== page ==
Are there good ways to promote heart health? A reader wonders whether dietary advice to avoid fat and cholesterol is still valuable, or whether a Mediterranean-style diet would be more helpful.
Diet Advice from the 1960s:
Q. My father had a heart attack when I was a teen in the early 1960s. The whole family had to go to classes to learn about a “heart-healthy” diet. The experts pushed margarine, skim milk and low-fat cheese instead of butter and whole milk products. They also recommended corn oil for cooking and sugar substitutes like saccharine. Overall, it was a low-meat, high-carb diet, heavy in whole wheat.
Over the last 60 years doctors have told me numerous times to totally eliminate fat from my diet. I did, but have gradually added dairy, olive oil and avocado oil.
Now some advocate the Mediterranean diet, but others are still pushing the no-fat, low-protein, whole-grain regimen. Maybe doctors are trying to cover all the bases because they still don’t know what really works.
The Diet Wars Continue:
A. The diet wars have been some of the most contentious in modern medicine. The American Heart Association continues to recommend only fat-free or low-fat dairy products. A large multinational epidemiological study contradicts that recommendation, though (Lancet, Nov. 24, 2018).
The authors concluded that:
“Dairy consumption was associated with lower risk of mortality and major cardiovascular disease events in a diverse multinational cohort.” The dairy products were mostly milk and yogurt.
A follow-up analysis of these data showed that people consuming whole fat dairy were less likely to have metabolic syndrome, high blood pressure or diabetes (BMJ Open Diabetes Research & Care, April, 2020).
Which Dietary Pattern Helps Most?
One distinguishing characteristic of a Mediterranean-style diet is olive oil as the principal fat. Studies show that olive oil is associated with a lower risk of death from heart disease (JACC, Jan. 2022). Although many nutrition experts still recommend low-fat diets, one controlled trial found that a low-carb diet was more effective for improving blood fats and lowering insulin resistance (American Journal of Clinical Nutrition, Jan. 2022). Leading researchers are now suggesting that high-carb diets may also contribute to obesity (American Journal of Clinical Nutrition, Sep. 13, 2021).
Medical Consensus Advisory
Recommendations to follow a diet low in fat, with next to no saturated fat, but without restrictions on processed foods are being replaced. Many nutrition scientists now find a Mediterranean-style diet heavy on vegetables and fish offers more benefits for heart health.
Other Studies Support a Mediterranean-Style Diet for Heart Health:
The STABILITY Trial:
A few years ago, an international study showed that people eating more vegetables and fruits, as in a Mediterranean-style diet pattern, are less likely to suffer a heart attack or stroke (European Heart Journal, July 2016). The scientists conducted the study as a clinical trial of a heart drug in development. Consequently, they recruited 15,482 people who had stable coronary heart disease. That put them at high risk for having a heart attack or a stroke.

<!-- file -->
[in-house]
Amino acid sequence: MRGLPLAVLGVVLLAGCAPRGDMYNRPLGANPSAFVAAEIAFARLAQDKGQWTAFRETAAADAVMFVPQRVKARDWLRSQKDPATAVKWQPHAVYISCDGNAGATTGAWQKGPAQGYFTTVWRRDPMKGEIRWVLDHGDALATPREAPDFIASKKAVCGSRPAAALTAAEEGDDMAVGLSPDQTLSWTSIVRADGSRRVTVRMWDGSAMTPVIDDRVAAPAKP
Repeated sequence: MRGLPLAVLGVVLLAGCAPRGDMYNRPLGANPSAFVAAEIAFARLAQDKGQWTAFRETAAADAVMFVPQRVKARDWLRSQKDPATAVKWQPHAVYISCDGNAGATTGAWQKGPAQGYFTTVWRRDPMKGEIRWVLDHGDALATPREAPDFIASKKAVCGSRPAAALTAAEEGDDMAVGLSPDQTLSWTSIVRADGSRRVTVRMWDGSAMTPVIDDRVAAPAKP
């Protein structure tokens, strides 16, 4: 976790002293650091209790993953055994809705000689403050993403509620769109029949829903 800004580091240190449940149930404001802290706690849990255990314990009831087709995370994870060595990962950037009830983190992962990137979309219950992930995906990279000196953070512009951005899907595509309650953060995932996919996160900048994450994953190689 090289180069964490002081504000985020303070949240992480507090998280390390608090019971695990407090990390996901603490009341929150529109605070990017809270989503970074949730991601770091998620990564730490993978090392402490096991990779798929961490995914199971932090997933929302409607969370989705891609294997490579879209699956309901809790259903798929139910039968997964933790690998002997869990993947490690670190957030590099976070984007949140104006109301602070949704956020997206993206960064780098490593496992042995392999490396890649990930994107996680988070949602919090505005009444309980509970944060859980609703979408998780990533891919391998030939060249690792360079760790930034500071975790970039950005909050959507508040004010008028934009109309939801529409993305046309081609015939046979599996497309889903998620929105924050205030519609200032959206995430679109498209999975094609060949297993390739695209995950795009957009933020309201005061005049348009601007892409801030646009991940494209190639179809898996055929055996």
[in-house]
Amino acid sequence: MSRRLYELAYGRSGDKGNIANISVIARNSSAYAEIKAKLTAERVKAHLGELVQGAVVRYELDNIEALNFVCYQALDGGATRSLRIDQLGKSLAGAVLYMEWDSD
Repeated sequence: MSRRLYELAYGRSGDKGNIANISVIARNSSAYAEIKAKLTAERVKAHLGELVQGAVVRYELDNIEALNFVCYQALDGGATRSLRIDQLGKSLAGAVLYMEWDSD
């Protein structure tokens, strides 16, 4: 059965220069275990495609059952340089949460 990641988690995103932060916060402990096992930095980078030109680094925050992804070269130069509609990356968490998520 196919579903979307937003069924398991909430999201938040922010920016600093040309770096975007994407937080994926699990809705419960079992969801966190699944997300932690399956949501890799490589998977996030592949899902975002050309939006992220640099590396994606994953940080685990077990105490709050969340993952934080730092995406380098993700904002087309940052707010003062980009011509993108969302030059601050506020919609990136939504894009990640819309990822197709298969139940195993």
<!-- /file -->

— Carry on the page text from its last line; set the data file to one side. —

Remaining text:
When they first entered the trial, the volunteers filled out a simple questionnaire on their eating habits. Their answers allowed the researchers to calculate both a Mediterranean diet score, based on consumption of vegetables, legumes, fruit, fish and whole grains, as well as a Western diet score measuring consumption of desserts, sweets, refined grains and deep fried foods.
What the Research Showed:
The participants were followed up for almost four years, and what the researchers found was a bit surprising. In this group of high-risk individuals, the Mediterranean-style diet was quite protective. For every hundred people eating the most Mediterranean-style diet, there were three fewer deaths, strokes or heart attacks compared to those who ate the fewest vegetables and the least fish. That is comparable to or better than the record for atorvastatin, which was advertised as offering a 36% reduction in heart attack risk although it resulted in one fewer heart attack per hundred people in a similar time span.
Concentrate on Veggies and Fish in a Mediterranean-Style Diet:
The surprise was that those who ate more desserts and had a higher Western diet score didn’t have a correspondingly higher risk of cardiovascular complications.
The lead researcher remarked:
“The research suggests we should place more emphasis on encouraging people with heart disease to eat more healthy foods, and perhaps focus less on avoiding unhealthy foods.”
That sounds like good advice to us, especially since vegetables can be so delicious when cooked with care, spices and a little extra-virgin olive oil.
Moli-Sani Study Supports the Mediterranean-Style Diet:
More recently, Italian investigators reported on their dietary analyses from the Moli-sani study (European Journal of Nutrition, March 2021). In this research, 22,849 Italian adults answered questionnaires about their diet and health and provided blood samples for analysis. The researchers followed up on their progress for an average of eight years.
The people who scored highest on a measure of how closely they followed a Mediterranean eating pattern were less likely to die during the study. Those whose diets adhered to DASH (Dietary Approaches to Stop Hypertension) were also more likely to survive. Paleolithic and Nordic diets did not appear to protect their followers from premature death due to cardiovascular causes.
If you would like to learn more about how to follow a Mediterranean eating pattern, you may be interested in our book, The People’s Pharmacy Quick & Handy Home Remedies, which has an explanation.
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